On Holy Saturday, I saw a film recommended, oh, golly, somewhere out there in the Blogosphere. It’s called Praying with Lior, and the short description is that it’s a documentary about a boy with Downs Syndrome and his preperations to be Bar Mitzvah.
As with all things, I come to the film with my own prejudices and soapboxes, and let me tell you, every time there was some middle-aged woman on screen talking about how ‘spiritual’ this twelve year old boy was, and how much he helped them daven better through his mere presence, I wanted to punch them in the face.
But that’s me coming from my own belief that you should as much as possible let kids be their own people and not try to hang your own star on their backs.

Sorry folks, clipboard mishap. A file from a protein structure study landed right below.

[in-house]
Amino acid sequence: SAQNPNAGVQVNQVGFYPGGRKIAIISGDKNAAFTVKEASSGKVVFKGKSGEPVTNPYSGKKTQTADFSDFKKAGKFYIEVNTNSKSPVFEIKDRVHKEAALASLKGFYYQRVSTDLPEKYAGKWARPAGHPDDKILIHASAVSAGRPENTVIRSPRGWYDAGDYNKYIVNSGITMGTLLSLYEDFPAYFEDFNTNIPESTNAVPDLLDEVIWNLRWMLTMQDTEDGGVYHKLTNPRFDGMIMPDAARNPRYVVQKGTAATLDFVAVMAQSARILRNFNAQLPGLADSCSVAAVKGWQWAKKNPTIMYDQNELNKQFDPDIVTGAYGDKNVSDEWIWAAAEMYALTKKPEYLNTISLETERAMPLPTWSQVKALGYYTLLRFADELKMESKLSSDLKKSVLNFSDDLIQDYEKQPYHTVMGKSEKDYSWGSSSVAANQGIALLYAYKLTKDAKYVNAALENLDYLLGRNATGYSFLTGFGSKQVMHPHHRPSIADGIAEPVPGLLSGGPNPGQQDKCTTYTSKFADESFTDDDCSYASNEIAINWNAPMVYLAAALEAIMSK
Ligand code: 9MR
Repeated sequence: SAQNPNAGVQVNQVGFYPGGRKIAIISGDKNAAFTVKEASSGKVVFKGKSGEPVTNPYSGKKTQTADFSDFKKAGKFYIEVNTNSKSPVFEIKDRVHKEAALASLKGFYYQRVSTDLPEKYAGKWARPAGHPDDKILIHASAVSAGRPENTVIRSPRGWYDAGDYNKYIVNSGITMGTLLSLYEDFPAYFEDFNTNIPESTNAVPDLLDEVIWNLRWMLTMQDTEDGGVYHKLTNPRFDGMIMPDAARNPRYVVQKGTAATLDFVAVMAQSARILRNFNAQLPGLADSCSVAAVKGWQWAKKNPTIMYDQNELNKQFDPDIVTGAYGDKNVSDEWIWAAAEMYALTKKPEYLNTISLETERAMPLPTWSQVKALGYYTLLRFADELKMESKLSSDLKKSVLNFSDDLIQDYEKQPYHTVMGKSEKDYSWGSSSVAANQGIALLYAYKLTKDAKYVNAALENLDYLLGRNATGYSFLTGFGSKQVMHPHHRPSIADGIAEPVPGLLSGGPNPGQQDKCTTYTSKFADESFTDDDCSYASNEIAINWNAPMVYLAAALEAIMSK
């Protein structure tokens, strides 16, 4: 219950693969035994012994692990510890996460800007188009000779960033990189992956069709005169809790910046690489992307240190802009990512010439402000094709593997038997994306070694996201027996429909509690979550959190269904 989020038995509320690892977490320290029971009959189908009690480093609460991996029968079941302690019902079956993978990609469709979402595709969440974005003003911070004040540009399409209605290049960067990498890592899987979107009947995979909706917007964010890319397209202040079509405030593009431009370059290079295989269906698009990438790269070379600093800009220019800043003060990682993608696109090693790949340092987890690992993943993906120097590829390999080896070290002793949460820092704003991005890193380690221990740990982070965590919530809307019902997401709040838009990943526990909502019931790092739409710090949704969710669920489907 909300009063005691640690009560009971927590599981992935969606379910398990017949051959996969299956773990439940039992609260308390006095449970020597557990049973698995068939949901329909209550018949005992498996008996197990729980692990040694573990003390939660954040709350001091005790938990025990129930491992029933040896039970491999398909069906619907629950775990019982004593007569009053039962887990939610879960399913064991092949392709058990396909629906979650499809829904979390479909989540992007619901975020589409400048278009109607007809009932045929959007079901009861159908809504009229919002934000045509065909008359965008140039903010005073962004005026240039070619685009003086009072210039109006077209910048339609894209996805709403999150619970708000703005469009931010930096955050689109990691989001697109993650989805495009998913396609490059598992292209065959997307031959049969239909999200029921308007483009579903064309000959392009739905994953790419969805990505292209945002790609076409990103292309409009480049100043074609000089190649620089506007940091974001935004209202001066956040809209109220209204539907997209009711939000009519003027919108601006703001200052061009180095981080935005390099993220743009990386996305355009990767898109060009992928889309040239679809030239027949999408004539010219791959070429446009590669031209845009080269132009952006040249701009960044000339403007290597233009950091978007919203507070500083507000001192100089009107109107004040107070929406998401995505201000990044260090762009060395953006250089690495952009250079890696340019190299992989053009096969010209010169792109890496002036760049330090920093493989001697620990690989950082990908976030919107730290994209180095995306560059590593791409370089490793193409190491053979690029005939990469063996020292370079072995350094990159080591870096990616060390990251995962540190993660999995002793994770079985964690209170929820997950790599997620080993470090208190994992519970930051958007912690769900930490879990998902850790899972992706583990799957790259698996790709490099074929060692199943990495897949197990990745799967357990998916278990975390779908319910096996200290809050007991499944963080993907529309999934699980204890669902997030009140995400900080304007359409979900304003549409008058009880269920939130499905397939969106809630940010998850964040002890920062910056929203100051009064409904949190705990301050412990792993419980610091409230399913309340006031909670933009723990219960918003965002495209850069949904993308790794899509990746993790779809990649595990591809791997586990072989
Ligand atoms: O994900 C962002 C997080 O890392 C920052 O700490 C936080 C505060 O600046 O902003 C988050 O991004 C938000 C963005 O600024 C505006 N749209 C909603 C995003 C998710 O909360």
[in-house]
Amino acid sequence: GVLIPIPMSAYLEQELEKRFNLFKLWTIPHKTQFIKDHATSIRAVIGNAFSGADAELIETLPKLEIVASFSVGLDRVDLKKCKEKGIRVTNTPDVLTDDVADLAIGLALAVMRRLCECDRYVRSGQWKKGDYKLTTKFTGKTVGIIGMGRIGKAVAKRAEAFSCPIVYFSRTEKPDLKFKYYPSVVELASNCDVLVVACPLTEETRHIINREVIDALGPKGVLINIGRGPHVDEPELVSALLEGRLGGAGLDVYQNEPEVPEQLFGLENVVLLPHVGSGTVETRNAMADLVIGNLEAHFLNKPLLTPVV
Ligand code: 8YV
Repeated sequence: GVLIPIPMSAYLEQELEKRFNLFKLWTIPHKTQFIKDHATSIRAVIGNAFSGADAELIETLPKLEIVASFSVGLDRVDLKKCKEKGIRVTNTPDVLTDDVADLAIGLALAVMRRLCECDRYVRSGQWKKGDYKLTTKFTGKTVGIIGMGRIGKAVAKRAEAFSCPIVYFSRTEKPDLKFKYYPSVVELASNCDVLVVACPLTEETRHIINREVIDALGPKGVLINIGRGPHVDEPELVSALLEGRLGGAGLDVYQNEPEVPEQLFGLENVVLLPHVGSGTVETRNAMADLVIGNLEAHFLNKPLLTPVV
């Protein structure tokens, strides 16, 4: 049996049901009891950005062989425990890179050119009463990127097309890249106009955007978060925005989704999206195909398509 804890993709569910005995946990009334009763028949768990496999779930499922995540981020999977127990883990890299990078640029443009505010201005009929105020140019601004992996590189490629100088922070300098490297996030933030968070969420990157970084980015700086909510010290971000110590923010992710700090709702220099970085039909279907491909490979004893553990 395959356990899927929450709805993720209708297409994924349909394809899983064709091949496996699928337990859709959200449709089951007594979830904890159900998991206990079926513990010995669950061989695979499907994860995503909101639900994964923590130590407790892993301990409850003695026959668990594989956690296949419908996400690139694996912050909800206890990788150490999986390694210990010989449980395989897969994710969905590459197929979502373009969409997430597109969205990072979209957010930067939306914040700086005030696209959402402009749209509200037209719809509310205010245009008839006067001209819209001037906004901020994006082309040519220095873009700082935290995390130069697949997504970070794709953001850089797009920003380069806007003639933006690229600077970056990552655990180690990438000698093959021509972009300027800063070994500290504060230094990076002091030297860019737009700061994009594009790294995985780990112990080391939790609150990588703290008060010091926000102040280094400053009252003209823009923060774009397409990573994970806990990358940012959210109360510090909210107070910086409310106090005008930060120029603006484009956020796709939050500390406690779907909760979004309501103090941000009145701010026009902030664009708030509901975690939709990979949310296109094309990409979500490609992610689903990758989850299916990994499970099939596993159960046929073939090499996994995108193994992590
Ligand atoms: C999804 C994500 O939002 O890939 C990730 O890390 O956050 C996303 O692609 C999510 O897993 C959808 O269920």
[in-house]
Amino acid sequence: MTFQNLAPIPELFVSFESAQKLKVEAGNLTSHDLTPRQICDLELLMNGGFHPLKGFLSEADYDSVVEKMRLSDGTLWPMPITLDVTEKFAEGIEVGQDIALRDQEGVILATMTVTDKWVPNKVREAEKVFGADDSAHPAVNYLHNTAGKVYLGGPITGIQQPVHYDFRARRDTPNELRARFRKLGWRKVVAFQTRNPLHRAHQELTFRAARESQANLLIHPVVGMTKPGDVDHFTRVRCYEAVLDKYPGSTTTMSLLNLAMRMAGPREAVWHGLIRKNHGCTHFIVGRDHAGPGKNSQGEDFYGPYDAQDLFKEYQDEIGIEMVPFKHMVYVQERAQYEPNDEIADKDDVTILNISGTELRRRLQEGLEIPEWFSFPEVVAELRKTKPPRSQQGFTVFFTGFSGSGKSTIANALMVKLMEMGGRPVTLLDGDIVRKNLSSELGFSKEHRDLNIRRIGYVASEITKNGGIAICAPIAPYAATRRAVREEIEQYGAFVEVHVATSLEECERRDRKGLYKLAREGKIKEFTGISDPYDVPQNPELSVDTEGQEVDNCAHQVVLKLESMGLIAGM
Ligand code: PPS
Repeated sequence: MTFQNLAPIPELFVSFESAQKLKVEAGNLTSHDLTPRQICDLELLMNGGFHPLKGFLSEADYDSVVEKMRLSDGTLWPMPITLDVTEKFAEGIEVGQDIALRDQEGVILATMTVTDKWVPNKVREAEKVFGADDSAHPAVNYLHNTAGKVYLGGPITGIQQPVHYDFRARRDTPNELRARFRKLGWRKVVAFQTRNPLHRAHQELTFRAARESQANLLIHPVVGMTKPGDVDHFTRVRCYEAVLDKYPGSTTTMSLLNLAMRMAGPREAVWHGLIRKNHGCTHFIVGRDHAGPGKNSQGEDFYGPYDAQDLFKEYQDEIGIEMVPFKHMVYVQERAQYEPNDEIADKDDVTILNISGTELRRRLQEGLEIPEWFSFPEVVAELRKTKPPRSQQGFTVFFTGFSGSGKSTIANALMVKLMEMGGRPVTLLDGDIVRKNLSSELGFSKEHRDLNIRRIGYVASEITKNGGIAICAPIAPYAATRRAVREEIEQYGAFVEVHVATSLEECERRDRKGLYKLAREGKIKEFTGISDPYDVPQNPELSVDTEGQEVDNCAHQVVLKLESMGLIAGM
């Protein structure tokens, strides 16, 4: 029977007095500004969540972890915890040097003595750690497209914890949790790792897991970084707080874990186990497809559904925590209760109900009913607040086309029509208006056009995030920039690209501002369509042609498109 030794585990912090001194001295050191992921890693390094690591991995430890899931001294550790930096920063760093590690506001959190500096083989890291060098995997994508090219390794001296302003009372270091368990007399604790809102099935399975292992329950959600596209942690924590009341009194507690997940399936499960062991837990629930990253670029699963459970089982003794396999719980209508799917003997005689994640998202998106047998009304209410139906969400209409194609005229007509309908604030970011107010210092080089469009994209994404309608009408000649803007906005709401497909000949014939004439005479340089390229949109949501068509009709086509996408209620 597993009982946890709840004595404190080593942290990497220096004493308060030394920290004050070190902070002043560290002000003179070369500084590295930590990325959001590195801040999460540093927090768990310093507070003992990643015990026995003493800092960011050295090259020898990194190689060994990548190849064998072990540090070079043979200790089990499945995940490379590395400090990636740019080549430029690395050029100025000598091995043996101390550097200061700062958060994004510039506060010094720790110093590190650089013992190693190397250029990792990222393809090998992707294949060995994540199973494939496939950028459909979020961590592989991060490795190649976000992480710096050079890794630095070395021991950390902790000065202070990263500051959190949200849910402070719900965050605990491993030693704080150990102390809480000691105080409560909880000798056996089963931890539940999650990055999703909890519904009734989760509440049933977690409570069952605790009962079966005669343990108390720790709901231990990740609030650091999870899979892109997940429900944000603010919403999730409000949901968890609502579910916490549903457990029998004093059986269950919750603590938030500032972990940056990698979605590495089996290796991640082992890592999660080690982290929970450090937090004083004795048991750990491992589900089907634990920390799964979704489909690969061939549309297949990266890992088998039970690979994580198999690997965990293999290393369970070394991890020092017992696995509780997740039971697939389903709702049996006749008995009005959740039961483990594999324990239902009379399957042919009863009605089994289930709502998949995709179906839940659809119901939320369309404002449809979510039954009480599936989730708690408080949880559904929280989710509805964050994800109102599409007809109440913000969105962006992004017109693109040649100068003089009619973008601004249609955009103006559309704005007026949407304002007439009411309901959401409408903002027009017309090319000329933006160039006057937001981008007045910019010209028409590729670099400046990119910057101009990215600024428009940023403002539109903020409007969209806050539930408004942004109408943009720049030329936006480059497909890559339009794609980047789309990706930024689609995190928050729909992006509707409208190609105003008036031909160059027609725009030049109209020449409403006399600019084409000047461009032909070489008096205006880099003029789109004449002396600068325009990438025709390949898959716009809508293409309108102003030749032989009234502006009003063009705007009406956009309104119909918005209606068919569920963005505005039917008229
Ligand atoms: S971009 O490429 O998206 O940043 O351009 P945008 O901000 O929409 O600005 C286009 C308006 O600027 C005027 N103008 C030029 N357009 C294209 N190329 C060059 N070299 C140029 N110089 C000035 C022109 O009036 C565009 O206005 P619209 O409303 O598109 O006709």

There is no doubt in my mind that Lior would rather daven than anything else. The difference between Lior’s prayer life and my own? He goes and does it, where he is, and doesn’t let fear, or embarrassment, or, well, anything, really, stop him.
The movie is in my eyes more a movie about a family, one that experienced cancer, death, and the integration of a new parent. Lior is the second youngest, and the older kids are going off to college and beginning to look away from the family home, but also considering their baby brother will not have the same experiences. They fear for him.
And Lior davens away and continually answers the question, “What will you do when you are a man?” with “Drink beer!”
Maybe Lior is closer to HaShem than me. That’s not G-d ‘playing favorites’, that’s me being a slacker. That’s what I took away from those 87 minutes of film — a renewed desire to reassess my priorities and see if I can’t align my life more towards a path of joyful worship.